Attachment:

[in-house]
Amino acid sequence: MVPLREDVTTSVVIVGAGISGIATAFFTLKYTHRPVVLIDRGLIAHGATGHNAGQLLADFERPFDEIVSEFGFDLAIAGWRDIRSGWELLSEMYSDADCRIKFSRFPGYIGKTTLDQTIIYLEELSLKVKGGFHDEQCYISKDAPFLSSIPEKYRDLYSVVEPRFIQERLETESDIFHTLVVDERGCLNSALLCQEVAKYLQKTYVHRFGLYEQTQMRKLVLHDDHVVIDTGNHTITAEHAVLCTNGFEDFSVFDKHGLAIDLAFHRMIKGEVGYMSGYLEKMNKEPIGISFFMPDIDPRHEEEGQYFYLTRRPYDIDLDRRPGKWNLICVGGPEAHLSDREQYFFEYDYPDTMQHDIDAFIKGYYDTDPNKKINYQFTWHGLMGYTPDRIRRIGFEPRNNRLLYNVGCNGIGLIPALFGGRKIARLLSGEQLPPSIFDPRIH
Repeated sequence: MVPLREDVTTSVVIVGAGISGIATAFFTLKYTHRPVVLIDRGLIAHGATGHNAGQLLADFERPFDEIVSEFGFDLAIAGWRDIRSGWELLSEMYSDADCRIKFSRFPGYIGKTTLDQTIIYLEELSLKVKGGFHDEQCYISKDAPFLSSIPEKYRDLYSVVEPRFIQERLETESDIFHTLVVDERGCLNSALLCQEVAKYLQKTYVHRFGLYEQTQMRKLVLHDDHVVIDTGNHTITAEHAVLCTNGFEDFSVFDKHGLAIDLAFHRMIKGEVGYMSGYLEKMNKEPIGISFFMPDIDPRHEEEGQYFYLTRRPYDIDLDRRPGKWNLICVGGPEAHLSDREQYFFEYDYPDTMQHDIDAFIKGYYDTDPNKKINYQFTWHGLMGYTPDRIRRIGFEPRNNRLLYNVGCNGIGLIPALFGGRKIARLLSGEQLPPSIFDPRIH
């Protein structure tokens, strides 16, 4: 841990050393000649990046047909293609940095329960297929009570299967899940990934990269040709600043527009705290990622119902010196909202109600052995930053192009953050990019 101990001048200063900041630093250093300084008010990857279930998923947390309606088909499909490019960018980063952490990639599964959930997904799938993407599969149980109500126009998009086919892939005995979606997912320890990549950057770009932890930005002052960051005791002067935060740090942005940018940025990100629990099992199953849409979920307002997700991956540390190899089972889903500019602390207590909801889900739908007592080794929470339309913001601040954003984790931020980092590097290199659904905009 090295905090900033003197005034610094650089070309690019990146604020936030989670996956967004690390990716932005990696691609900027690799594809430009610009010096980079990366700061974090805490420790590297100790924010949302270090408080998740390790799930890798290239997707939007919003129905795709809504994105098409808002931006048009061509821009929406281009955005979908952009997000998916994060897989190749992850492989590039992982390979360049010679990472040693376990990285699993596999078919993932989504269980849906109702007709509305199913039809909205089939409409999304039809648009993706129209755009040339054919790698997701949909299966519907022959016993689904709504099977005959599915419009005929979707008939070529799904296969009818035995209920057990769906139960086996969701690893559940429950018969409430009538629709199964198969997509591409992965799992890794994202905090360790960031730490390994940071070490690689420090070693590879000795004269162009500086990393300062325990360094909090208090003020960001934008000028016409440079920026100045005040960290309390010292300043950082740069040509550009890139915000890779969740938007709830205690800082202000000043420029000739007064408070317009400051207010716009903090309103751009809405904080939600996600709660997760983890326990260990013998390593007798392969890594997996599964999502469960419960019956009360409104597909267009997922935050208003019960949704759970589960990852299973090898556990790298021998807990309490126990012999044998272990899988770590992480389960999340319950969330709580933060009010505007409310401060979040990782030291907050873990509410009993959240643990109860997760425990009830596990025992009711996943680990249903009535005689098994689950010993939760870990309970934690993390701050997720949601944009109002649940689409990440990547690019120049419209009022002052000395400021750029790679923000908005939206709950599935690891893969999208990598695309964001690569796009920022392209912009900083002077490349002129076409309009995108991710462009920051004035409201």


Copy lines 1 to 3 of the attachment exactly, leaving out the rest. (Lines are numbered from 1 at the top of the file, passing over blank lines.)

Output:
[in-house]
Amino acid sequence: MVPLREDVTTSVVIVGAGISGIATAFFTLKYTHRPVVLIDRGLIAHGATGHNAGQLLADFERPFDEIVSEFGFDLAIAGWRDIRSGWELLSEMYSDADCRIKFSRFPGYIGKTTLDQTIIYLEELSLKVKGGFHDEQCYISKDAPFLSSIPEKYRDLYSVVEPRFIQERLETESDIFHTLVVDERGCLNSALLCQEVAKYLQKTYVHRFGLYEQTQMRKLVLHDDHVVIDTGNHTITAEHAVLCTNGFEDFSVFDKHGLAIDLAFHRMIKGEVGYMSGYLEKMNKEPIGISFFMPDIDPRHEEEGQYFYLTRRPYDIDLDRRPGKWNLICVGGPEAHLSDREQYFFEYDYPDTMQHDIDAFIKGYYDTDPNKKINYQFTWHGLMGYTPDRIRRIGFEPRNNRLLYNVGCNGIGLIPALFGGRKIARLLSGEQLPPSIFDPRIH
Repeated sequence: MVPLREDVTTSVVIVGAGISGIATAFFTLKYTHRPVVLIDRGLIAHGATGHNAGQLLADFERPFDEIVSEFGFDLAIAGWRDIRSGWELLSEMYSDADCRIKFSRFPGYIGKTTLDQTIIYLEELSLKVKGGFHDEQCYISKDAPFLSSIPEKYRDLYSVVEPRFIQERLETESDIFHTLVVDERGCLNSALLCQEVAKYLQKTYVHRFGLYEQTQMRKLVLHDDHVVIDTGNHTITAEHAVLCTNGFEDFSVFDKHGLAIDLAFHRMIKGEVGYMSGYLEKMNKEPIGISFFMPDIDPRHEEEGQYFYLTRRPYDIDLDRRPGKWNLICVGGPEAHLSDREQYFFEYDYPDTMQHDIDAFIKGYYDTDPNKKINYQFTWHGLMGYTPDRIRRIGFEPRNNRLLYNVGCNGIGLIPALFGGRKIARLLSGEQLPPSIFDPRIH